no better place to start your journey along the Shipwreck
Coast than Wreck Beach at Moonlight Head. Two anchors rusted
in the rocks stand as headstones to all ships lost along
these savage shores.
The Otways flatten into the Gellibrand River estuary at
Princetown. A boardwalk brings you up close and personal
with river life.
The Twelve Apostles need no introduction, but while you’re
counting them imagine surfers riding those giant waves bashing
the limestone pinnacles. Sometimes you’ll see them
way out on their boards and wonder how they survive. At
nearby Glenample Homestead discover the story of other survivors,
Tom Pierce and Eva Carmichael of the Loch Ard wreck.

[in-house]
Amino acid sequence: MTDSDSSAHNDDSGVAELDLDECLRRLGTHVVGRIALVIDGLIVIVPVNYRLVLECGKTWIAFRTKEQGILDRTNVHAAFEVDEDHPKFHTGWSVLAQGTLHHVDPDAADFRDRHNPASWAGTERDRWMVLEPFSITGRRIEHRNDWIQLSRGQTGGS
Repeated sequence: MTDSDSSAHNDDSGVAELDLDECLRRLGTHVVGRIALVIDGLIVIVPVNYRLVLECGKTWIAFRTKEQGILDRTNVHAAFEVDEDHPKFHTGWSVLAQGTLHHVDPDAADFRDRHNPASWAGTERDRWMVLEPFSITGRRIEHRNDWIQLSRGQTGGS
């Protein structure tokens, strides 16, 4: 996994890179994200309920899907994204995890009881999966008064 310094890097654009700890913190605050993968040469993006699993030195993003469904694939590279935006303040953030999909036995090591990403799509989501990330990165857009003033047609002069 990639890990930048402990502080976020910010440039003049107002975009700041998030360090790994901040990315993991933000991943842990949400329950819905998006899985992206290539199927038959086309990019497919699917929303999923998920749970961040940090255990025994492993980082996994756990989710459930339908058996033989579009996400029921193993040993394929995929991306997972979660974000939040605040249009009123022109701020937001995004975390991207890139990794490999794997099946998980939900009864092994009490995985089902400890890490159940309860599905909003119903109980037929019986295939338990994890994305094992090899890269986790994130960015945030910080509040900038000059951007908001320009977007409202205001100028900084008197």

Port Campbell National Park is the richest site along the
coast for a diversity of native plants and ecosystems.
A short drive past Loch Ard and London Bridge brings you
to Peterborough, a fishing town with sites to rival the
Twelve Apostles at Bay of Martyrs and Bay of Islands. At
Crofts Bay you’ll find boat shelters dug into limestone
Warrnambool is the largest city on the south-west coast.
It has all the facilities of a regional centre but retains
its coastal qualities. Whales come to calve at Logans Beach
during winter. February is the month for Wunta, the wine
and food festival. In May Australia’s longest steeplechase
is held in race week and in June the town hosts the Fun
4 Kids children’s festival. Warrnambool has a crowded
calendar of events every month of the year.
Last stop is Port Fairy, perhaps the prettiest town in
Victoria. Modern in feel and sophisticated in cuisine culture,
the port still holds the best of its heritage history. In
March Port Fairy hosts an annual international folk festival.